10th July 2008 - This is when the music of Rock On had arrived. I still remember being truly baffled with the soundtrack that was offered by Shankar-Ehsaan-Loy and Javed Akhtar. My review was - to put it mildly - scathing.
29th August 2008 - The film released, and the entire perception built around the soundtrack went through a complete turnaround for me. This has been the solitary instance over the years when I decided to re-review the soundtrack. Yes, such was the kind of impact that the music created when heard in the context of the film, with some extraordinary picturisation to add on the impact. Of course, it was all positive!
24th September 2016 - Eight years and almost a month later, it is time to hear what the same musical team has to offer for the sequel to the film.
Expectedly, it is the sound of guitar that kick-starts the proceedings for Rock On 2. Also, there is no surprise to hear Farhan Akhtar taking charge right from the onset. As per the need of the genre, 'Jaago' is a rock track to arrive right at the beginning and this time around the theme is that of revolution where Farhan is joined by Siddharth Mahadevan to 'wake up' and be your own self, which is not bound by traditions and social pressures. The track starts on a slow note and then gradually builds up the pace, hence turning out to be fairly entertaining. That said, one would have actually preferred a more boisterous beginning.
On the same lines as 'Jaago' arrives 'Udja Re' and while Shankar Mahadevan is heard somewhere far in the background for the first few seconds, soon enough it is time for Shraddha Kapoor to arrive on the forefront. She is mild, sober and soothing to begin with and then starts gaining momentum to turn all ferocious by the time it is time to announce 'Udja Re' to the world. She does quite well as a singer in this song which is again about freedom and being liberated.
By the time 'You Know What I Mean' arrives, you know that Farhan Akhtar and Shraddha Kapoor have actually sung six out of eight songs in the soundtrack. While this one too is set in the rock mode, it has a romantic flavour to it which has the male protagonist wooing his lady love in a setting which could well be that of a college. While this Farhan Akhtar sung track has a young appeal to it and is pretty catchy too, one waits to see how this one is incorporated into the film.
For those waiting for some sort of 'thehrav' in the album, there is 'Manzar Naya' which turns out to be one of the best tracks in the offering. Beautifully written by Javed Akhtar, this one is a soothing outing with just a guitar in the background. Farhan Akhtar does quite well as a singer too and one just wonders if a song or two more like this in the soundtrack could well make this an even better roller coaster ride.
Well, this is something that happens soon enough as 'Tere Mere Dil', the next song, has a very smooth flow to it as well. This isn't all, as Shraddha Kapoor shows very good hold over the medium as a singer and impresses yet again with her controlled vocals that never go astray. Her icy cold voice does quite well for 'Tere Mere Dil' which is just the right follow up to 'Manzar Naya' and can be heard on repeat mode.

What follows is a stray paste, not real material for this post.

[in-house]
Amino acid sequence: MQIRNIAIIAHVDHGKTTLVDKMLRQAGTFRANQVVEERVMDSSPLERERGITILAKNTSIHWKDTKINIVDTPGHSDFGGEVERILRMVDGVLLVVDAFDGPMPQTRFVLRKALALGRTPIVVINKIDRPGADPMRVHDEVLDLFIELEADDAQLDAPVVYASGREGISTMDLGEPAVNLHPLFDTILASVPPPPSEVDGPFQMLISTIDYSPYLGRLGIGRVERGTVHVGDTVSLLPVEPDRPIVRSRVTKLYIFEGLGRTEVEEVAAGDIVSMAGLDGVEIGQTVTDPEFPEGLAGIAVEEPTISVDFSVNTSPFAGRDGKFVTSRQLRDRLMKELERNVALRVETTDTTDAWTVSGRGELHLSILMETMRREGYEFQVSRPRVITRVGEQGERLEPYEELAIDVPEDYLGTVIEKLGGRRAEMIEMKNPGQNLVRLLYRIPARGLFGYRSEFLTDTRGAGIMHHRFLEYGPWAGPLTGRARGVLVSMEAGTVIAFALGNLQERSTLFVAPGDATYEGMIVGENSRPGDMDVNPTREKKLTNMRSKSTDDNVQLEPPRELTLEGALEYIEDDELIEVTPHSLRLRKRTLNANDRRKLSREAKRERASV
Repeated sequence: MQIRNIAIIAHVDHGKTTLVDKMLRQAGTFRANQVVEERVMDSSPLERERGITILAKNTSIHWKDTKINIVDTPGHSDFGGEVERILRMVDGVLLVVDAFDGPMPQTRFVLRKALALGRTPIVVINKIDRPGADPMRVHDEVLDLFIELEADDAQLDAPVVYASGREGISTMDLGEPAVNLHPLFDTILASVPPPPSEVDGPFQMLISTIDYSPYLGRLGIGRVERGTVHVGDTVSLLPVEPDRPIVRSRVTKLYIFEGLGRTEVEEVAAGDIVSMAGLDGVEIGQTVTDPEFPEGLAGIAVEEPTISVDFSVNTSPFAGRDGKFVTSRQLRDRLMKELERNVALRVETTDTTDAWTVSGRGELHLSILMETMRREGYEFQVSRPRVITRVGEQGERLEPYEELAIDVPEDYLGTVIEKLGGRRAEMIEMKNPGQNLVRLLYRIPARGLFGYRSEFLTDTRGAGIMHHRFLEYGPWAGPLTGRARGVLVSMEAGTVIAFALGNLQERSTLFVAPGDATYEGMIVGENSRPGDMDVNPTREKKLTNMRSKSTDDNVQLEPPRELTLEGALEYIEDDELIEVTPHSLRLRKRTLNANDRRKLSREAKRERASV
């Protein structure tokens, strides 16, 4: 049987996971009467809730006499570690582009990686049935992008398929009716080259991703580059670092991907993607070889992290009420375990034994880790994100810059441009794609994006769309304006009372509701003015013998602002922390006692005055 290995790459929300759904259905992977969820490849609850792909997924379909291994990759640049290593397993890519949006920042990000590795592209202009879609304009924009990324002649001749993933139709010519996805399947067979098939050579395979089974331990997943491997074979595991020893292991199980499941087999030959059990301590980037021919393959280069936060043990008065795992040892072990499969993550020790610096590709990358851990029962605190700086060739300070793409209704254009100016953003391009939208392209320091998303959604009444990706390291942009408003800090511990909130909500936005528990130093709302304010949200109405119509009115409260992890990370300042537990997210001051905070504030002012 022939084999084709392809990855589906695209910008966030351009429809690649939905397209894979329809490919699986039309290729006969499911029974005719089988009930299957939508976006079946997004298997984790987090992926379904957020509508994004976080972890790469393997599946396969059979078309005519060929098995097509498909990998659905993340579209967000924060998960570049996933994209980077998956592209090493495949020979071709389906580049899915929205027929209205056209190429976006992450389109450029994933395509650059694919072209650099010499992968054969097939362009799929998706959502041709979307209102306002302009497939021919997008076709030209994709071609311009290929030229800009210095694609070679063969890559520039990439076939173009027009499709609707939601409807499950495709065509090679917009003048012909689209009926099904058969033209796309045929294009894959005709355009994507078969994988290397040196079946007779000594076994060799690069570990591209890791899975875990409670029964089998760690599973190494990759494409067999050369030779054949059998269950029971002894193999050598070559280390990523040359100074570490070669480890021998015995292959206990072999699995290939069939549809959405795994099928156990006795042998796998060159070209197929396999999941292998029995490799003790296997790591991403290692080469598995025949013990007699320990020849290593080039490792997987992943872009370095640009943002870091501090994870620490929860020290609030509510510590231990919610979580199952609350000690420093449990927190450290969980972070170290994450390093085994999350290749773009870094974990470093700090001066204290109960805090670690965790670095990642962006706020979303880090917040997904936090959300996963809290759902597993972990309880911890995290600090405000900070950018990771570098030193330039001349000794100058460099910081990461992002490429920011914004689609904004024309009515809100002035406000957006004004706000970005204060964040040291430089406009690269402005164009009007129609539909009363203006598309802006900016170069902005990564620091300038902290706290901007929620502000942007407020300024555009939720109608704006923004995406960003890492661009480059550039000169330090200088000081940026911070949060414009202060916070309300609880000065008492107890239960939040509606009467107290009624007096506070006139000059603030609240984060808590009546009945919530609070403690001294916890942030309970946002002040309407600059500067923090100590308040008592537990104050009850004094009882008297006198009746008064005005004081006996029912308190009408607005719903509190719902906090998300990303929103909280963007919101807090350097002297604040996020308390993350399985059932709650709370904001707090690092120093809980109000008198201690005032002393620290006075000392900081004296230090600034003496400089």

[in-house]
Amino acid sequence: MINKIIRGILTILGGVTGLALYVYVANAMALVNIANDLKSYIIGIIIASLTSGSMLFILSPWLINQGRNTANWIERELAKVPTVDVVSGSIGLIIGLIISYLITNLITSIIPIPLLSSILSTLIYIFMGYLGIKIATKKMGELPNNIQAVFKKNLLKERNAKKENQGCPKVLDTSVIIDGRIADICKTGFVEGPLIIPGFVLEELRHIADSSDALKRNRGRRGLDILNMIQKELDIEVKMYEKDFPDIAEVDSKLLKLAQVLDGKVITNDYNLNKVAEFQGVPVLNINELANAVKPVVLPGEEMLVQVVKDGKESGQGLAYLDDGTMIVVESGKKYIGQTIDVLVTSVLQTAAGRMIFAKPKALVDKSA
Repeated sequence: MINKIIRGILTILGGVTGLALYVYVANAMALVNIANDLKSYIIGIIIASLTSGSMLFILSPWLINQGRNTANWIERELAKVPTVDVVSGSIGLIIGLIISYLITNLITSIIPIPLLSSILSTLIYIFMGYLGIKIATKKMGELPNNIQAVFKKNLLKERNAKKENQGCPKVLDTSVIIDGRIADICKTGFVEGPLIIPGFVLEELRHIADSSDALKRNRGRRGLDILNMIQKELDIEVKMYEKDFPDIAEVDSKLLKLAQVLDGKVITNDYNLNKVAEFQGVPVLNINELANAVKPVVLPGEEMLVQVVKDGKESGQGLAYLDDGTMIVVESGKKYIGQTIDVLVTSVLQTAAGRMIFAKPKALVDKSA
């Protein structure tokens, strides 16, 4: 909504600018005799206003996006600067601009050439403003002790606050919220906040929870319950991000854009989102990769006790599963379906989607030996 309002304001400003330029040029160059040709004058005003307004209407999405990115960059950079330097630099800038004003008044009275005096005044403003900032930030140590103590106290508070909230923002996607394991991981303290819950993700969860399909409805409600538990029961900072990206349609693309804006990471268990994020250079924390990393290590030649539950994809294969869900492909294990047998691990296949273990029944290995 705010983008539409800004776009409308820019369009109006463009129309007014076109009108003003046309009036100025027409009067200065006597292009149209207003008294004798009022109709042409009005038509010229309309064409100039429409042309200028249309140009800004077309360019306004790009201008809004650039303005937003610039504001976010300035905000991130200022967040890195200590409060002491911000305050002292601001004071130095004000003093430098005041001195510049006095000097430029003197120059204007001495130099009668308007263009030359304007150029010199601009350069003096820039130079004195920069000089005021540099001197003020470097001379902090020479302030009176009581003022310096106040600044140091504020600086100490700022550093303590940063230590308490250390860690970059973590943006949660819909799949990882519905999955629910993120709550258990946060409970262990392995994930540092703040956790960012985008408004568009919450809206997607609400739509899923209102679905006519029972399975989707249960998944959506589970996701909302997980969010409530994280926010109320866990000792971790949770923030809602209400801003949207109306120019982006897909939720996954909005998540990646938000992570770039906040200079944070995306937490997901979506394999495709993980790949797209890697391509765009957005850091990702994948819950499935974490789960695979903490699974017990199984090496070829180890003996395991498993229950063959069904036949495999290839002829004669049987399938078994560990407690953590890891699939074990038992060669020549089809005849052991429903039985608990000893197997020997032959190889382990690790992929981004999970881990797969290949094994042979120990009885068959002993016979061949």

After preparing the listener well with a few solo tracks each, Farhan Akhtar and Shraddha Kapoor pair up for a duet, 'Woh Jahaan'. It is, in fact, Shraddha, who is heard first and she sets the tone well for what would follow next. This one has an easy flow to it as well and is about the search of an ideal world where everything is nice and quiet with no troubles or bloodshed anywhere. This works as a situational outing.
Since the film has a major portion set in Meghalaya, it was but natural to have a song with Khasi (the local language) lyrics. 'Hoi Kiw/Chalo Chalo' is one such song that has a mix of Khasi and Hindi lyrics. While Kit Shangpliang (who writes the Khasi portions) and Pynsuklin Syiemiong are the local singers roped in for this rock track, and they do quite well too, Usha Uthup steps in for the Hindi portion of the song. This one too is about reaching out for the destination with a steely resolve and one waits to see how the situational track is incorporated into the film.
The album concludes with 'Ishq Mastana' which has a complete departure from whatever that has been heard in the album so far. A song with a mix of Sufi and Punjabi flavor, it also has Western instruments added to good effect. It is nice to hear the voice of Shankar Mahadevan here as it also breaks in variety into whatever that has been heard so far. Digvijay Singh Pariyar is the accompanying singer in this foot tapping number that has a lively feel to it.
The music of Rock On 2, just like was the case in Rock On, is different. More importantly, it goes well with the genre and hence should hear and look good in the film's context. Also, considering the kind of monotony that has been set in today's Bollywood music, this effort by Shankar-Ehsaan-Loy and Gulzar at least brings in some variety.
‘Udja Re’, ‘Manzar Naya’, ‘Tere Mere Dil’, ‘Jaago’, ‘Ishq Mastana’